At any point along the way he knew were he was and how far it was to the next bit of civilization. Wyman carried with him a map and the UPRR Official List, Officers, Stations and Agents, Table of Distances traveler's guide. This publication, listed in table form, contained all the points along the Transcontinental Railrail from Ogden, UT to Omaha, NE along with distances and elevations from San Francisco. The Central Pacific RR version covered San Francisco to Ogden. See this CPRR Official List, 1884 example)
He crossed the Red Desert and passing by several of the railway sidings listed in the guide. He was making excellent time over sections of good road. Near the Creston siding Wyman stopped to take a picture of the "Greate Divide" signpost using his Kodak "Pocket" camera. (He took many pictures during his epic journey. Sadly, only those published in "The Motorcycle Magazine" and "The Bicycling World and Motorcycle Review" survive to this day.)
Between the Creston and Daly's Ranch sidings, Wyman stopped to take another picture. This time, of the abandoned prairie schooner that was made famous in the first edition of "The Motorcycle Magazine." Pressing on, Wyman stopped for gasoline in the bustling railroad town of Rawlins.
|Ft.Steele Bridge Tender's house|
Fort Steele lay mostly on the west bank of the North Platte River. The UPRR had completed a new bridge across the river a couple of years before. Previous bridges had suffered damage in yearly flooding and fires from cinders belched out by the coal burning locomotives of the day. Wyman would normally cross rivers over the railroad bridges if they were available. But, the new trestle over the River was guarded by a UPRR Bridge Tender. So, he took the "old immigrant trail" across the River just to the northeast of the fort.
By the time Wyman arrive in Walcott, at 6:15 pm, he had traveled over 90 miles across southern Wyoming. Walcott was the lay-over point for two stagecoach lines. The Walcott Hotel, fairly new in 1903, was favored by stagecoach travelers and is the likely place Wyman stayed the night. While fixing the spokes of his motorcycle, outside the hotel, he remarked, "I found some interest in automobiles here, and, after inspecting my machine, the natives fell to discussing the feasibility of running automobiles on the stage lines, instead of the old Concord coaches, drawn by six horses, that are now used. One of the stage drivers said that if anyone would build an automobile that would carry 12 or 14 persons and run through sand six inches deep. He would pay from $3,000 to $5,000 for it. I told him to wait awhile."
Read Wyman's account of his ride from Bitter Creek to Walcott, Wyoming, on Monday, June 1, 1903:
"After having breakfast in the boxcar restaurant, I left Bitter Creek for Rawlins. In this stretch, about 20 miles from Bitter Creek, I crossed my third desert, the Red Desert of Wyoming. It takes its name from the soil of calcareous clay that is fiery red, and the only products of which are rocks and sagebrush, and they will grow anywhere. There is a Red Desert Station on the map, but there is nothing there but a telegraph office, and the same is true of Wamsutter and Creston, the succeeding names on the map. I took a snapshot of the road in the desert near Bitter Creek and wrote on the film: "Who wouldn't leave home for this?" East of Red Desert the road improved considerably, and from Wamsutter to Creston it was really fine.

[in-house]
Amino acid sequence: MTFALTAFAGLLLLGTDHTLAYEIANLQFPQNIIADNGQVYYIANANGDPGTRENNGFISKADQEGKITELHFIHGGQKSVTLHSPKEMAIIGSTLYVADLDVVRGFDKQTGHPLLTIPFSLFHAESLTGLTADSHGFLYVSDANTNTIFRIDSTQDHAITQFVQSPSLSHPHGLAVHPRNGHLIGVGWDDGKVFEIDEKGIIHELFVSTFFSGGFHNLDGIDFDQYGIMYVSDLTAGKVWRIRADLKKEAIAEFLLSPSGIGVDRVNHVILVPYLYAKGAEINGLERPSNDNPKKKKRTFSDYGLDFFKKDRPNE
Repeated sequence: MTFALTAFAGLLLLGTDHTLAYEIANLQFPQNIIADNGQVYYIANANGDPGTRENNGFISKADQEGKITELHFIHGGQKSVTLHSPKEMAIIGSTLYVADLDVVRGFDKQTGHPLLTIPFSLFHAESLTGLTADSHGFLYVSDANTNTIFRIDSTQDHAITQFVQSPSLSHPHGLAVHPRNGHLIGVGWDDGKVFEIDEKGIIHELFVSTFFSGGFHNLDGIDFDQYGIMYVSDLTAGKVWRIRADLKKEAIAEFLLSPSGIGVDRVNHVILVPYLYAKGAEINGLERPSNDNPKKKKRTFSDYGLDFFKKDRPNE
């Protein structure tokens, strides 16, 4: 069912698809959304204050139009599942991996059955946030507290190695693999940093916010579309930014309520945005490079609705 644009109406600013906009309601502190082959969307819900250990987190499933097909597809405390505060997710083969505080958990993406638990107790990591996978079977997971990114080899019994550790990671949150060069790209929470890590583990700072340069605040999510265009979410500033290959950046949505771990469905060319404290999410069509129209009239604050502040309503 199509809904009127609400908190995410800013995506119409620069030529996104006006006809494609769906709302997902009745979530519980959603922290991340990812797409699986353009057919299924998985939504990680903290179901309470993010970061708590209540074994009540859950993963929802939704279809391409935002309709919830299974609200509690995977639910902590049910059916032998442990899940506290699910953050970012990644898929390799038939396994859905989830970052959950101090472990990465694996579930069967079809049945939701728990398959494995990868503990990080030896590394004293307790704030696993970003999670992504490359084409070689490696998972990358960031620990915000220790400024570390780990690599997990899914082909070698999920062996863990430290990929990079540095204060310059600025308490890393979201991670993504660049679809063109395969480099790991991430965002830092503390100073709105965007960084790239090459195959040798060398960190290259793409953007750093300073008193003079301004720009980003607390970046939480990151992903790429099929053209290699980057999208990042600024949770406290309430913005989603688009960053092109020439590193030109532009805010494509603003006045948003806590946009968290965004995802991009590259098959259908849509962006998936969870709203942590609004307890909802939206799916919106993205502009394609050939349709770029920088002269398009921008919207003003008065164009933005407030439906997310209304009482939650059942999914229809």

It was along this fine stretch, just before reaching Creston, that I came to the Great Divide and took a picture of the signpost, which marks the ridgeline of the great American watershed. Standing there and facing the north, all the streams on your left flow to the west and all those on the right side flow toward the east, the waters of the former eventually finding their way to the Pacific, and the latter to the Mississippi River...
From Creston to Rawlins there is nearly 30 miles of downgrade, and, as it is a fairly good highway of gravel, I made lively time over it. After leaving Creston there come Cherokee and Daly's ranch before you get to Rawlins, and it was between these places, both mere railroad points, that I got the picture of the abandoned prairie schooner that was printed in Motorcycle Magazine. Rawlins, where I stopped only for gasoline, is a town of some size, having more than 2,000 population. From there the country becomes rolling again, and after passing Fort Fred Steele, I began to ascend once more. It is a great sheep ranch country all through here now from Rawlins. At Fort Steele there is nothing left but the ruins of abandoned houses. I now follow the old immigrant trail that winds across the River Platte, and am fast approaching the Laramie Plains, over which my route lies to the Laramie Mountains. Beyond Fort Steele I enter White Horse Canyon, which got its name, so the story goes, from an Englishman, one of the sort known in the West as "remittance men," who drank too much "Old Scratch," and, mounted on a white horse, rode over the precipice and landed on the rocks 200 feet below.
|USGS Topo Map c.1900|
At 6:10 p.m. I reached Walcott, a "jerkwater" settlement, composed of two saloons, a store and a railroad station. It is made important, though, by the fact that two stage lines come in there. The hotels at places of the sort are generally clean, and they are kept more-or-less peaceable by the policy of reserving an out-building for the slumbers of the "drunks," so I concluded to tarry."
G.A.Wyman, "Over the Rockies and the Great Divide to the Prairies", The Motorcycle Magazine, August 1903
The Fort Fred Steele Historic Site has joined The George A. Wyman Memorial Project as a hosting location. The Site is operated by and is part of the Wyoming State Parks, Historic Sites and Trails.